Research ‘under-reported’ at universities in MENA region

Academics do not always publicise their work, says senior academic administrator at Moroccan university 

May 18, 2016
An academic studying red liquid in a glass flask
Source: iStock
Private work: ‘this is my research’

Research at universities in the Middle East and North Africa (MENA) is “very often under-reported” because academics see their work as private, a senior academic administrator at a Moroccan university has claimed.

Gina Cinali, director of the office of institutional research and effectiveness at Al Akhawayn University, said that scholars in the MENA region often do not share their research because they feel that they “do not owe it to the institution”.

“They have a feeling that ‘this is my research’,” she said.

In an exclusive interview with Times Higher Education during the THE Africa Universities Summit last month, Professor Cinali said that in other cases academics “forget” to tell colleagues about their research or do not share their work because “they’re not proud” of it.

“My view is – and most institutions have this view – that [if academics are] employed on a full-time basis, on a salary with an office and resources, then they owe it to the institution to share what’s done with their time,” she said.

“But I find very often it goes under-reported.”

Professor Cinali added that universities in the MENA region must focus on improving pedagogy. She said that while effective teaching and learning strategies were a challenge at universities across the world, poor teaching was “more prevalent” in countries outside North America and Europe because lecturers in these areas are “reluctant to change”.

“University professors come out with their PhD and then they’re let loose in the classroom and it’s assumed that they can teach,” she said. “So they might be excellent in their field but they might be horrible teachers, or they might be natural-born lecturers – you never know.”

She added that there are “a lot of senior professors” who see students as an “inconvenience” and “read from their lecture notes” instead of “having an exchange with students that really stimulates their critical thinking”.

“It is more prevalent outside North America and Europe that professors are high up on a pedestal and lecturers talk at students rather than engaging with them,” she said.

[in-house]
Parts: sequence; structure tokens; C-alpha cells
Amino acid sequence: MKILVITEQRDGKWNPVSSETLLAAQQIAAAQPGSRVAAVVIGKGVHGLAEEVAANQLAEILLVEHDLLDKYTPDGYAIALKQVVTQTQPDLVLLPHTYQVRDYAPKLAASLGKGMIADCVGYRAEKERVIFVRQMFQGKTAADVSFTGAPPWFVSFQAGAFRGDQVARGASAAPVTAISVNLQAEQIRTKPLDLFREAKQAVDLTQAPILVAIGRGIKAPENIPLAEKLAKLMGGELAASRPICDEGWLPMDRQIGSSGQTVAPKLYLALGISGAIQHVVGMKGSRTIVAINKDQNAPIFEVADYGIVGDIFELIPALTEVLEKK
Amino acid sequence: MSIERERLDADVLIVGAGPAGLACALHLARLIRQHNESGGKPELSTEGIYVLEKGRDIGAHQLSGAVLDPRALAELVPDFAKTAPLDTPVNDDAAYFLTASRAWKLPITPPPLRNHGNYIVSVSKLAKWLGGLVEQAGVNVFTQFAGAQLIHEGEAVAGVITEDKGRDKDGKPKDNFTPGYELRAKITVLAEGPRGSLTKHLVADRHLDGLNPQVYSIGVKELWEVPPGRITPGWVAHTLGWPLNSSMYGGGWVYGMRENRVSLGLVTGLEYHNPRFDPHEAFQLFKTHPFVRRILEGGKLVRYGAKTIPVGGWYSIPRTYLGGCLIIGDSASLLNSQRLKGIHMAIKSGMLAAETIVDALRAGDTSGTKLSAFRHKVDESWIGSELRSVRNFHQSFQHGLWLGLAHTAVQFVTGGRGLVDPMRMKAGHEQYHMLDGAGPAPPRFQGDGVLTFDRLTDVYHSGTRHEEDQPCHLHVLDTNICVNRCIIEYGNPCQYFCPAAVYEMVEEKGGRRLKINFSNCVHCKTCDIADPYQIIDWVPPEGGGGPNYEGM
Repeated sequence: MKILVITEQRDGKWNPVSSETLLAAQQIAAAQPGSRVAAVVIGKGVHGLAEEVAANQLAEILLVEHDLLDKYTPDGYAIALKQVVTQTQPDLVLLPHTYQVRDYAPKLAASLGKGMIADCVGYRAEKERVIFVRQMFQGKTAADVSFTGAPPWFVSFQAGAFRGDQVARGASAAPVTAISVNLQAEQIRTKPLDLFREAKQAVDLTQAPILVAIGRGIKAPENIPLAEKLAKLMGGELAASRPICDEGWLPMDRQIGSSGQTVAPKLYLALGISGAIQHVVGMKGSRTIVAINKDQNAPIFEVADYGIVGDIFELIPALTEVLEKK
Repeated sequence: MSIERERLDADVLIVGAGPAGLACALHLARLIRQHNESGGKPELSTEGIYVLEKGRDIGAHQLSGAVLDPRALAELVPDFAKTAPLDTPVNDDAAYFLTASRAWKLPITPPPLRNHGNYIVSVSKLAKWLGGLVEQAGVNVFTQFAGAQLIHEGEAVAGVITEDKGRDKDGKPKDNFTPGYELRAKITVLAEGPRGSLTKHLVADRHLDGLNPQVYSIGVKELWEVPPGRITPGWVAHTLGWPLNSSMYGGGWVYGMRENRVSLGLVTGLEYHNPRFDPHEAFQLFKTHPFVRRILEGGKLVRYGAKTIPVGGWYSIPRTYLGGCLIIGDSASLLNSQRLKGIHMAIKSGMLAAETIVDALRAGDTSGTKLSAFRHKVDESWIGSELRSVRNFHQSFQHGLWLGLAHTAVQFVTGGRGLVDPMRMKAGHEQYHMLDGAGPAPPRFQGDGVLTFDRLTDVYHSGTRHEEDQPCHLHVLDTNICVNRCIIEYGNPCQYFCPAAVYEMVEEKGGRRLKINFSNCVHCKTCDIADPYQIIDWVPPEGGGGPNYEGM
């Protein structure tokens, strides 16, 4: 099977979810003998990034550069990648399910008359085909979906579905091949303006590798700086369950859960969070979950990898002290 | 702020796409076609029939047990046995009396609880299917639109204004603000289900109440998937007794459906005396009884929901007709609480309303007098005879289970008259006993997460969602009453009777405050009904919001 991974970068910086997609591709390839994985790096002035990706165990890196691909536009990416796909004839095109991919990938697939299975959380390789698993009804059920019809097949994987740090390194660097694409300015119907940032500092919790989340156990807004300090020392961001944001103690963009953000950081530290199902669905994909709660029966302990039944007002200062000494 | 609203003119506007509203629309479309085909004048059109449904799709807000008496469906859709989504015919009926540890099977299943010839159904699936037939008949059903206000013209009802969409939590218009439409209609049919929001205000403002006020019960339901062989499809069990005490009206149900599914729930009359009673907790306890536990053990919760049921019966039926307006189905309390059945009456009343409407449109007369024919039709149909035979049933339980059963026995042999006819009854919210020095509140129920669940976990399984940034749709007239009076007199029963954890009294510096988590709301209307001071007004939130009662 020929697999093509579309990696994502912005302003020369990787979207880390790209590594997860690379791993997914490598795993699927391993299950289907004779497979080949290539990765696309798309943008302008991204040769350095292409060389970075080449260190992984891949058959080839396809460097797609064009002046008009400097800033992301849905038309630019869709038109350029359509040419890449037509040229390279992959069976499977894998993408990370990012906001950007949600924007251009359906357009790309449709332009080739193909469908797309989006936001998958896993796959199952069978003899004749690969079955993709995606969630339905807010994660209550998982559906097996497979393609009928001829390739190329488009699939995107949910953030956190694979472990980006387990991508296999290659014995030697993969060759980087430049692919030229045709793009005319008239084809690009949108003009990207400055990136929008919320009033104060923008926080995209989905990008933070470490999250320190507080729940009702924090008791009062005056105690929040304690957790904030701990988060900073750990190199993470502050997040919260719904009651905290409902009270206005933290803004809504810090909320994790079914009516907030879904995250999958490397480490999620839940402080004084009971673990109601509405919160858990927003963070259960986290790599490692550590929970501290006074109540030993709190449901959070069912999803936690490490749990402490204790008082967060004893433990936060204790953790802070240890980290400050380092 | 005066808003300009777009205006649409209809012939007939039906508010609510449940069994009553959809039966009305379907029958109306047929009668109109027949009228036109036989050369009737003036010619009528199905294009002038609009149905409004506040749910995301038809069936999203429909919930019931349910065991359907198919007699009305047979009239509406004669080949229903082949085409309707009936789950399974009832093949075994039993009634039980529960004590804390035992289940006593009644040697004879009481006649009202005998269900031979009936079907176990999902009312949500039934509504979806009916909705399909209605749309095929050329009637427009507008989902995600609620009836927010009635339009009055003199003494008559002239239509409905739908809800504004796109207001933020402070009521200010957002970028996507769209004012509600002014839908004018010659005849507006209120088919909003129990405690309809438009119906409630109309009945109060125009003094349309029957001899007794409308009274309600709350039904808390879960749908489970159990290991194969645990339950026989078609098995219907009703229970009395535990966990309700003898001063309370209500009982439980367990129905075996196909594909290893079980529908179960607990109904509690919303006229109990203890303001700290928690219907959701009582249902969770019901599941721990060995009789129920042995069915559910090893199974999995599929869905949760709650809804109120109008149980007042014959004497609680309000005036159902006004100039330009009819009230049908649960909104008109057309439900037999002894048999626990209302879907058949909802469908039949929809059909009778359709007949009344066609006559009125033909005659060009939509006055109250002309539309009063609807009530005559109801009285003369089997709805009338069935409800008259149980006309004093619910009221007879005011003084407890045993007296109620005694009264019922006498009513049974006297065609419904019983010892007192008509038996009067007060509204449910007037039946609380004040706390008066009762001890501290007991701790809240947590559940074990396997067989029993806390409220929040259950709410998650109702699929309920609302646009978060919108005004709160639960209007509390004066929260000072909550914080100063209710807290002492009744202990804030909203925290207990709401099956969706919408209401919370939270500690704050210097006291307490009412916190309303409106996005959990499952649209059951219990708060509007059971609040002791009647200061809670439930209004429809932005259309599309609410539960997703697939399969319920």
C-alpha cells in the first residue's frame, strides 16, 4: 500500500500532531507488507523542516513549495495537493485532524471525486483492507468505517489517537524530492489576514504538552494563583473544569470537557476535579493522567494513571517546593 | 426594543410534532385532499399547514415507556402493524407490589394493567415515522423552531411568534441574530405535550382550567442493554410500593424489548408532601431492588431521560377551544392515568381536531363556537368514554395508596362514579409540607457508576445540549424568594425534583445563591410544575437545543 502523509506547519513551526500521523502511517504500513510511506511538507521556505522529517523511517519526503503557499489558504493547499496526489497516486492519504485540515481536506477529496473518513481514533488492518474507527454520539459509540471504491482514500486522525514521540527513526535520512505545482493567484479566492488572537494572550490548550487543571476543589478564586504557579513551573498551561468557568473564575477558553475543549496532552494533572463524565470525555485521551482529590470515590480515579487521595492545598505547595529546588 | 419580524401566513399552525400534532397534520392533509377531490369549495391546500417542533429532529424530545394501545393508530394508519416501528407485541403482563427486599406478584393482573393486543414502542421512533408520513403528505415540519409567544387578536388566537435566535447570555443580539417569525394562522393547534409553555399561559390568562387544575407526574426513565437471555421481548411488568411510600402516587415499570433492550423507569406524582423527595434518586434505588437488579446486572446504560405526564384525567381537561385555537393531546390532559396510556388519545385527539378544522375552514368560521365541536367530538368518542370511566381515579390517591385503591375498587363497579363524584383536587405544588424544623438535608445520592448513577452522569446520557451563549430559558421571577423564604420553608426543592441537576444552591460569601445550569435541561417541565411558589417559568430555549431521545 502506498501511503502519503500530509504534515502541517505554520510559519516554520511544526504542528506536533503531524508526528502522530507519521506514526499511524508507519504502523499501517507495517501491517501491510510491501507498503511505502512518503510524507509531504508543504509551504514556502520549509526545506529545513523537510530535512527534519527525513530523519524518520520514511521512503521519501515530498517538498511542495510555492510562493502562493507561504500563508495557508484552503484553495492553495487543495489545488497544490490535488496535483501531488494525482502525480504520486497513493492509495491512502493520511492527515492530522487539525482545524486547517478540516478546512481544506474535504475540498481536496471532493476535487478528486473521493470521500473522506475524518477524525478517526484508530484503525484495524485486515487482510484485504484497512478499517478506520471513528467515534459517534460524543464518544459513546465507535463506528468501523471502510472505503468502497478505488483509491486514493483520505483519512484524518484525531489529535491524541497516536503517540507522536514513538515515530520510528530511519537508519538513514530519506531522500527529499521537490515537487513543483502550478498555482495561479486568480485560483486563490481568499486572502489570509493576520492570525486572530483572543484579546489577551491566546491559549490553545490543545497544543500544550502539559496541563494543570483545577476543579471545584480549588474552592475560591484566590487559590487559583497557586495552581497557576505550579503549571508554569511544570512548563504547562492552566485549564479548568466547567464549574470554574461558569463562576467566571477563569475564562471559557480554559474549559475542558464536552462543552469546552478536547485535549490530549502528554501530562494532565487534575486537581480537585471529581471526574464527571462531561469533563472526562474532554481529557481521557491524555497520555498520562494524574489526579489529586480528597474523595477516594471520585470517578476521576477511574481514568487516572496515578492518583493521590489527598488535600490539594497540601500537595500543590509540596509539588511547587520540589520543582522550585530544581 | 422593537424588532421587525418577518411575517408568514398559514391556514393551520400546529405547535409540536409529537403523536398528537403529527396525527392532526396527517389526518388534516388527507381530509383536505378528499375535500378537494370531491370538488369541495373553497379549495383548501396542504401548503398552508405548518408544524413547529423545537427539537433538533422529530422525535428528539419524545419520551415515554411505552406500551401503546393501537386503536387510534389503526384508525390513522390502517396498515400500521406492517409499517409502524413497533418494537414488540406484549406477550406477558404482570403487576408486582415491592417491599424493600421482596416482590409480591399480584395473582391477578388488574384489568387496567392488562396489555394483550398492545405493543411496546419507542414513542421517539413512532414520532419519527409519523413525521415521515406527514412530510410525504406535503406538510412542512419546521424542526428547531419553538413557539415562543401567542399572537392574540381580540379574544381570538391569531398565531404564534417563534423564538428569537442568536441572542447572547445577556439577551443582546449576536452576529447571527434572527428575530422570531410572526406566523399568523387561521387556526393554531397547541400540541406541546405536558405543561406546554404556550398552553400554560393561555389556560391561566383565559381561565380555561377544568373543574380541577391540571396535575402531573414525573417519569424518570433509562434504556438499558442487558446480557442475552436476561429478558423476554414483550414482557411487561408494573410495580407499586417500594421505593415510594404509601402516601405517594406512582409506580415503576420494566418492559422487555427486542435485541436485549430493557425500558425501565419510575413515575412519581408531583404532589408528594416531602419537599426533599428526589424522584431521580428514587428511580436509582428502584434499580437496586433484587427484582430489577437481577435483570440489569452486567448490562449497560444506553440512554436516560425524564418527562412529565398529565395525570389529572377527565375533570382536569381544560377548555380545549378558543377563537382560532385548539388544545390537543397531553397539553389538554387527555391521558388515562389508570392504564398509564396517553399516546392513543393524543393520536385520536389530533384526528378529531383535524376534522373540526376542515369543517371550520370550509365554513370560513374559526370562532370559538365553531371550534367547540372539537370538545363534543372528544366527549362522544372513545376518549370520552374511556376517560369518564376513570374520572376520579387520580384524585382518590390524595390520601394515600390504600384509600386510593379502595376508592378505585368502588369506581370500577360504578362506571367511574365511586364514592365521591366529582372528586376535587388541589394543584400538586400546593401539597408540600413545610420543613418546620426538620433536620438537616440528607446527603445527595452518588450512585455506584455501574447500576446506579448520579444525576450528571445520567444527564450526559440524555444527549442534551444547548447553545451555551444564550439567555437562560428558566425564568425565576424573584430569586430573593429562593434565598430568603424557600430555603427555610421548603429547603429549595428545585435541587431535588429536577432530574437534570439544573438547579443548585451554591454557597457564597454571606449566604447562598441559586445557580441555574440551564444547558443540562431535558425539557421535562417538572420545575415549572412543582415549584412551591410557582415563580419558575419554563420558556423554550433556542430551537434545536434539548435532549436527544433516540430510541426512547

She suggested that more universities should establish centres for teaching and learning – which have already been introduced in some of the smaller liberal arts colleges in the region, she said – and that institutions across Africa could launch a “buddy system” in which academics would be teamed up to share advice on teaching methods.

“We know that some of our professors are brilliant but shy, and they just need the right tools to go into the classroom. They need to be on top of their game about what’s new in their field and the new delivery methods. That’s what’s lacking,” she said.

She added that another issue is that many countries in Africa and the Middle East lack national quality assurance bodies, and those that do exist do not emphasise teaching quality.

“Unless that [quality assurance check] is there, it’s easy for someone to say: ‘I’ve been here for a while; I can’t be bothered [to improve learning and teaching],” she said. “There needs to be some kind of push for accountability and quality oversight from within the institution and outside.”

She said that universities that have lecturers who are “really struggling” with teaching must either find them a different role or “let go of them”.

“It’s not right for the university to have a professor who either doesn’t care or is completely inept at teaching,” she said.

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